Today is National Thrift Store Day! Join donateNYC in celebrating the day by shopping second-hand first.
Thrift Store Day celebrates New York’s vibrant reuse sector while also highlighting the many benefits of buying and donating gently used goods. According to donateNYC, the focus on thrift and reuse stores not only save shoppers money, they also reduce waste, conserve resources, and help create green jobs. Buying second-hand from nonprofit thrift stores also provides the added benefit of supporting those organizations’ important social service missions.
To find locations where you can shop second-hand and celebrate Thrift Store Day, see this map of donateNYC partner stores (and make sure you click through to see which shops will be having special sales). To close out the day in style, donateNYC is organizing a free Thrift Store Day shopping event in collaboration with thier partners including Housing Works, Goodwill, and Salvation Army. For more information and to register for the event, see their Eventbrite page.
We caught up with 15 seasoned thrift shoppers to celebrate all things second hand and hopefully to get you inspired to celebrate shopping used!
Alden Wicker, Ecocult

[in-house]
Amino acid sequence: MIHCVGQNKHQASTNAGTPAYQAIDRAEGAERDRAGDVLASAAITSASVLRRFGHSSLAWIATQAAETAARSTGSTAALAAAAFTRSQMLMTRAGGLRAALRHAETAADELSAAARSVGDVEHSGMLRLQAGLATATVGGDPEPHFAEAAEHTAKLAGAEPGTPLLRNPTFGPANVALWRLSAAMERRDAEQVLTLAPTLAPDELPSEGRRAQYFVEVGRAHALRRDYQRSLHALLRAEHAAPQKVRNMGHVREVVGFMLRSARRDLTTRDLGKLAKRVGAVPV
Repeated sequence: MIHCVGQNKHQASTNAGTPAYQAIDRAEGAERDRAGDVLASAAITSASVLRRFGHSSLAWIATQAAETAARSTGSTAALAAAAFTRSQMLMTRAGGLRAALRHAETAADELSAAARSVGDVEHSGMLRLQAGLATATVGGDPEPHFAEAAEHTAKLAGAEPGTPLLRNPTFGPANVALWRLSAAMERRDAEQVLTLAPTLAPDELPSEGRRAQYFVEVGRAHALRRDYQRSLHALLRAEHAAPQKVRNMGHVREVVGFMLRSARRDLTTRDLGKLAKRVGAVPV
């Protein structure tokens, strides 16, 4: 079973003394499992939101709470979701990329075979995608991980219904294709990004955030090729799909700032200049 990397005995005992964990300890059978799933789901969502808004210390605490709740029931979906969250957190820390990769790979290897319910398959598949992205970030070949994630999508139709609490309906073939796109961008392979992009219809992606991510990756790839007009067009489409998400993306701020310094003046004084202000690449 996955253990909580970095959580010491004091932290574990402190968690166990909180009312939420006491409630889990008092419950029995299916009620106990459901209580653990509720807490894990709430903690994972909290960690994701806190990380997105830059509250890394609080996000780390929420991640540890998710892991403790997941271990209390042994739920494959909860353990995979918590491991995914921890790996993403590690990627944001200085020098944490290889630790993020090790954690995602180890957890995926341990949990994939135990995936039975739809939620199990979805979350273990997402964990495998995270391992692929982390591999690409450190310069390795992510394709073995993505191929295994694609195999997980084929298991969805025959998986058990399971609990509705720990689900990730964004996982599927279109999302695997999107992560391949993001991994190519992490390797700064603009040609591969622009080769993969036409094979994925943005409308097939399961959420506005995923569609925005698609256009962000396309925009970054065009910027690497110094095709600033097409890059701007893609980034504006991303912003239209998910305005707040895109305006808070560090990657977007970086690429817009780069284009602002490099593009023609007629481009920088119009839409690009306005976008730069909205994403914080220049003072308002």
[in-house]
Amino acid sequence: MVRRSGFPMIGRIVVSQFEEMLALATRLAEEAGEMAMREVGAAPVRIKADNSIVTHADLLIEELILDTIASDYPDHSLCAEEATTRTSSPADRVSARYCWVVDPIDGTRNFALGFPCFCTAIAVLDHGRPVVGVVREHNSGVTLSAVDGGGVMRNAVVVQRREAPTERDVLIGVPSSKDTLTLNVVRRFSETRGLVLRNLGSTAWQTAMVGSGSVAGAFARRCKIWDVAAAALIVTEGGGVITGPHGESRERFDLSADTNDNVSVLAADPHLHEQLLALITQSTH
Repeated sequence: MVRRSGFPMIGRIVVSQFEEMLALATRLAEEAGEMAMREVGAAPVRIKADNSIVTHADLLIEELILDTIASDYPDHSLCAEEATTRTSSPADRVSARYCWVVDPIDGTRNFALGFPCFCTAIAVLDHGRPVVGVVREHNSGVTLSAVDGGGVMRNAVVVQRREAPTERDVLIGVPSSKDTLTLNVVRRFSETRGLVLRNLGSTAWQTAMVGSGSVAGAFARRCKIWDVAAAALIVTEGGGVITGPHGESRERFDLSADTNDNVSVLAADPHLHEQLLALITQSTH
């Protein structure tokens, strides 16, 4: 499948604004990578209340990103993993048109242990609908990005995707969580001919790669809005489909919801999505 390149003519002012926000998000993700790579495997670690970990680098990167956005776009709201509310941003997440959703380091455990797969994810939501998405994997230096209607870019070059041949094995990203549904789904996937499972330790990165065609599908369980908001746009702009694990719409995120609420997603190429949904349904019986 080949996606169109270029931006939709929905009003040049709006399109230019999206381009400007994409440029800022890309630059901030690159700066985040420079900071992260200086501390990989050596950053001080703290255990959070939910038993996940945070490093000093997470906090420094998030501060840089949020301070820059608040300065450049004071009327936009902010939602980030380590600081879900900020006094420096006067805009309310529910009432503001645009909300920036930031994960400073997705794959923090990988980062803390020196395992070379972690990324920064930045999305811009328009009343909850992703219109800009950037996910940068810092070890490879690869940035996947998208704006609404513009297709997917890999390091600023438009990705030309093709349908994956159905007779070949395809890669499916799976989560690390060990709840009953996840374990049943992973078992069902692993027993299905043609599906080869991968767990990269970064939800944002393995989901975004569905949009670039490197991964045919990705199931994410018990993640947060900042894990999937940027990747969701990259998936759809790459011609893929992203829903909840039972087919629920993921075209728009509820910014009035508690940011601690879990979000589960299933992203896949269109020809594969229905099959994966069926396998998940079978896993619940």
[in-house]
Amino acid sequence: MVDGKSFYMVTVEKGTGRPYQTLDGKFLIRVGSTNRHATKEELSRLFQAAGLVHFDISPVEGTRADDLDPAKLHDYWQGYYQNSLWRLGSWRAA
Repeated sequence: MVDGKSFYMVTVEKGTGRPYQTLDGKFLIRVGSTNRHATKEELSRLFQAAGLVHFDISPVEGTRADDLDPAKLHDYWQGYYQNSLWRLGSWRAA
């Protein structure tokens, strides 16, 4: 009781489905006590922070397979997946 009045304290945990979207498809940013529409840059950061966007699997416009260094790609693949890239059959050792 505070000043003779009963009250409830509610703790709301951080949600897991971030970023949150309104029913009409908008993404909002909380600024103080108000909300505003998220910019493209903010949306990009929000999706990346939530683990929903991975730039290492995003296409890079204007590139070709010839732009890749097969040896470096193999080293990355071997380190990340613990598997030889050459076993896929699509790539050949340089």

After much practice, I've cracked the thrift store code. Here's how to be triumphant instead of frustrated when you go into consignment shops to sell: 1. Don't bring in fast fashion. They don't want it. Separate that out and donate it. Better yet, don't buy fast fashion in the first place. 2. Bring in items that are good quality. They don't even need to be a popular designer label the employees recognize. My lovely associate would just Google each thing she didn't recognize to get a sense for its retail worth. 3. Go early in the season, before everyone has cleaned out their closets for the season change. They'll have more room to take things. 4. Wash and iron everything and check for stains. 5. Stay at the counter while they go through it. I told her the story of each item, how vegetable tanned leather is supposed to wear in and get character, how that vintage army jacket is a great festival jacket (even though it has a fur collar and could be considered out of season), how those aren't snow boots, they're rain boots, how those jeans are an Australian brand and organic, plus here's a pic of me wearing them. "Good butt jeans!" She said. 6. Be nice. Make small talk. 7. Make bank!Alden Wicker, Ecocult